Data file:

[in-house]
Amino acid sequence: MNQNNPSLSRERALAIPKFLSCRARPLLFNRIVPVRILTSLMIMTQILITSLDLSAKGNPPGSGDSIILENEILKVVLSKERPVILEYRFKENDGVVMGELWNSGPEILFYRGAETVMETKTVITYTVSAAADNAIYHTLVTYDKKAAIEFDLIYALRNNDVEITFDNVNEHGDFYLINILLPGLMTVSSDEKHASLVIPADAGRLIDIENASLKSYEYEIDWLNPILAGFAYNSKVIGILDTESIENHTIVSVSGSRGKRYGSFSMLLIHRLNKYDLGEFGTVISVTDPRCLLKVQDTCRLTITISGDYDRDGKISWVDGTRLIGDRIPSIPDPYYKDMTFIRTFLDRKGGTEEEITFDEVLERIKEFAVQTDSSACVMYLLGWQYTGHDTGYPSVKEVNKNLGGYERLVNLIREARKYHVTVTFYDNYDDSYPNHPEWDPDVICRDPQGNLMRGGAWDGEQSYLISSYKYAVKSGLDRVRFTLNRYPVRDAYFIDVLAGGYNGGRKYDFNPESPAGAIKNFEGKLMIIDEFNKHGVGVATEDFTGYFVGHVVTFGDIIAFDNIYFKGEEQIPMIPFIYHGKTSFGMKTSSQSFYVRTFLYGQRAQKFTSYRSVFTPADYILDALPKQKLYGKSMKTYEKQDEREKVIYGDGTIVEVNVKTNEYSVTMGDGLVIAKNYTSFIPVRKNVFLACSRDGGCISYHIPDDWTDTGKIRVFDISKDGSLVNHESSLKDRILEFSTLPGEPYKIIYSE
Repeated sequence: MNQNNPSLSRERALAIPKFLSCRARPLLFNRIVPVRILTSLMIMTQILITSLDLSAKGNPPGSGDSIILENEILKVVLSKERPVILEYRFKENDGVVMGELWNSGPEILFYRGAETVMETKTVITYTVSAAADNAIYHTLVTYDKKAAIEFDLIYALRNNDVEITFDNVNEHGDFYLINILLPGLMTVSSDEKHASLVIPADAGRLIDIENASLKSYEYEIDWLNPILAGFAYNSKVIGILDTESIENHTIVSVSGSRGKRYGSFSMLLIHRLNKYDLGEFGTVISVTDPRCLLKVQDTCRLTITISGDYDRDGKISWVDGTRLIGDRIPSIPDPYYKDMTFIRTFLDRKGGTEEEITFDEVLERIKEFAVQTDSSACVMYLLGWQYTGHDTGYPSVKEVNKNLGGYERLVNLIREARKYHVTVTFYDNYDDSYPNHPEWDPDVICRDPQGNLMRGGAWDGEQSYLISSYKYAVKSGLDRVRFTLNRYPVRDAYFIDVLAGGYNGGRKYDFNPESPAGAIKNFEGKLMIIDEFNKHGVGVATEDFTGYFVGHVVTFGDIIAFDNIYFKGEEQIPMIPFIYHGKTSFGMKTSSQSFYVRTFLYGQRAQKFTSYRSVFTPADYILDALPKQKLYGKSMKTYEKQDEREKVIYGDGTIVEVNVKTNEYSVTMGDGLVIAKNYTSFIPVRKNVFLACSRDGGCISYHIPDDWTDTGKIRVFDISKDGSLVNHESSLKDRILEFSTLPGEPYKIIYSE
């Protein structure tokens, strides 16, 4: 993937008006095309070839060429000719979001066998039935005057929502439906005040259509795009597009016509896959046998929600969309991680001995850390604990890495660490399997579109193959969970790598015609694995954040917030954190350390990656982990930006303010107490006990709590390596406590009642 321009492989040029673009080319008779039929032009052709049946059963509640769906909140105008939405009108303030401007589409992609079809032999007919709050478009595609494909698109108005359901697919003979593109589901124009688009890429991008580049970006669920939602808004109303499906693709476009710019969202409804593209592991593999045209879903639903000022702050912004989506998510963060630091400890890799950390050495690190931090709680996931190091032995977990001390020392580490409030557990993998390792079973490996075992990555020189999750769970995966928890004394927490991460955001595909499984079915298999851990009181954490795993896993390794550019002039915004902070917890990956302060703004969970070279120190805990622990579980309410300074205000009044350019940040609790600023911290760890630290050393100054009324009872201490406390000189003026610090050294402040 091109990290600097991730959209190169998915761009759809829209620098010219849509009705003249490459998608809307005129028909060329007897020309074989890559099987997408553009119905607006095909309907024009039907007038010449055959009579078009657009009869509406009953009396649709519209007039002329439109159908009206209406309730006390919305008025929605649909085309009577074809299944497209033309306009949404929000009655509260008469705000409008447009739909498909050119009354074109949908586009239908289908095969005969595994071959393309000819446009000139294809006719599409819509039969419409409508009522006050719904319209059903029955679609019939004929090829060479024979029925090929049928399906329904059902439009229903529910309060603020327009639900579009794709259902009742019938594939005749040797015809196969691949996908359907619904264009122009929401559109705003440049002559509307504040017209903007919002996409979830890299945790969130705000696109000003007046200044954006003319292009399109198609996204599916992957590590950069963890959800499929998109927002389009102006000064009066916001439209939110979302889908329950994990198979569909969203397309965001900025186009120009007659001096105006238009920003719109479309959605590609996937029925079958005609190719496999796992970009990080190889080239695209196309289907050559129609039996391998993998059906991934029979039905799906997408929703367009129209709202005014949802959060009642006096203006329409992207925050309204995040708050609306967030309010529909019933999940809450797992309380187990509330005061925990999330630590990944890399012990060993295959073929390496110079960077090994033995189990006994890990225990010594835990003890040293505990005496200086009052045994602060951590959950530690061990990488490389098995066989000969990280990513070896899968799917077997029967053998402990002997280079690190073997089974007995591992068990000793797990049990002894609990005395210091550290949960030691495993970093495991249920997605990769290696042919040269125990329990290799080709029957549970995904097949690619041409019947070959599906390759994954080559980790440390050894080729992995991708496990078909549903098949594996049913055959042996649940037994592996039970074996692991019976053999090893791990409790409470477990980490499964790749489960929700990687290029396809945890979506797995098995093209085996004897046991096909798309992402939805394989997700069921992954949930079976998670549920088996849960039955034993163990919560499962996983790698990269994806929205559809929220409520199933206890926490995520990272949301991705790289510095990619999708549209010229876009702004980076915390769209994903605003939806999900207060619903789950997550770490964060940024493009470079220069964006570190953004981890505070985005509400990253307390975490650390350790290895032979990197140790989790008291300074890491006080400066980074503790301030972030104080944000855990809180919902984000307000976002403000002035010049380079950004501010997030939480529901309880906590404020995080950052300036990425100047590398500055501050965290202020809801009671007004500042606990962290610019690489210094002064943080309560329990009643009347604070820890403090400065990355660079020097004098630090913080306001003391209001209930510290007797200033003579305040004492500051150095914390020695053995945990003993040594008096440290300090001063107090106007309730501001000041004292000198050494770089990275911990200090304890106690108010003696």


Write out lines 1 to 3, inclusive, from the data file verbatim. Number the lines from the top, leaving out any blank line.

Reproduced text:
[in-house]
Amino acid sequence: MNQNNPSLSRERALAIPKFLSCRARPLLFNRIVPVRILTSLMIMTQILITSLDLSAKGNPPGSGDSIILENEILKVVLSKERPVILEYRFKENDGVVMGELWNSGPEILFYRGAETVMETKTVITYTVSAAADNAIYHTLVTYDKKAAIEFDLIYALRNNDVEITFDNVNEHGDFYLINILLPGLMTVSSDEKHASLVIPADAGRLIDIENASLKSYEYEIDWLNPILAGFAYNSKVIGILDTESIENHTIVSVSGSRGKRYGSFSMLLIHRLNKYDLGEFGTVISVTDPRCLLKVQDTCRLTITISGDYDRDGKISWVDGTRLIGDRIPSIPDPYYKDMTFIRTFLDRKGGTEEEITFDEVLERIKEFAVQTDSSACVMYLLGWQYTGHDTGYPSVKEVNKNLGGYERLVNLIREARKYHVTVTFYDNYDDSYPNHPEWDPDVICRDPQGNLMRGGAWDGEQSYLISSYKYAVKSGLDRVRFTLNRYPVRDAYFIDVLAGGYNGGRKYDFNPESPAGAIKNFEGKLMIIDEFNKHGVGVATEDFTGYFVGHVVTFGDIIAFDNIYFKGEEQIPMIPFIYHGKTSFGMKTSSQSFYVRTFLYGQRAQKFTSYRSVFTPADYILDALPKQKLYGKSMKTYEKQDEREKVIYGDGTIVEVNVKTNEYSVTMGDGLVIAKNYTSFIPVRKNVFLACSRDGGCISYHIPDDWTDTGKIRVFDISKDGSLVNHESSLKDRILEFSTLPGEPYKIIYSE
Repeated sequence: MNQNNPSLSRERALAIPKFLSCRARPLLFNRIVPVRILTSLMIMTQILITSLDLSAKGNPPGSGDSIILENEILKVVLSKERPVILEYRFKENDGVVMGELWNSGPEILFYRGAETVMETKTVITYTVSAAADNAIYHTLVTYDKKAAIEFDLIYALRNNDVEITFDNVNEHGDFYLINILLPGLMTVSSDEKHASLVIPADAGRLIDIENASLKSYEYEIDWLNPILAGFAYNSKVIGILDTESIENHTIVSVSGSRGKRYGSFSMLLIHRLNKYDLGEFGTVISVTDPRCLLKVQDTCRLTITISGDYDRDGKISWVDGTRLIGDRIPSIPDPYYKDMTFIRTFLDRKGGTEEEITFDEVLERIKEFAVQTDSSACVMYLLGWQYTGHDTGYPSVKEVNKNLGGYERLVNLIREARKYHVTVTFYDNYDDSYPNHPEWDPDVICRDPQGNLMRGGAWDGEQSYLISSYKYAVKSGLDRVRFTLNRYPVRDAYFIDVLAGGYNGGRKYDFNPESPAGAIKNFEGKLMIIDEFNKHGVGVATEDFTGYFVGHVVTFGDIIAFDNIYFKGEEQIPMIPFIYHGKTSFGMKTSSQSFYVRTFLYGQRAQKFTSYRSVFTPADYILDALPKQKLYGKSMKTYEKQDEREKVIYGDGTIVEVNVKTNEYSVTMGDGLVIAKNYTSFIPVRKNVFLACSRDGGCISYHIPDDWTDTGKIRVFDISKDGSLVNHESSLKDRILEFSTLPGEPYKIIYSE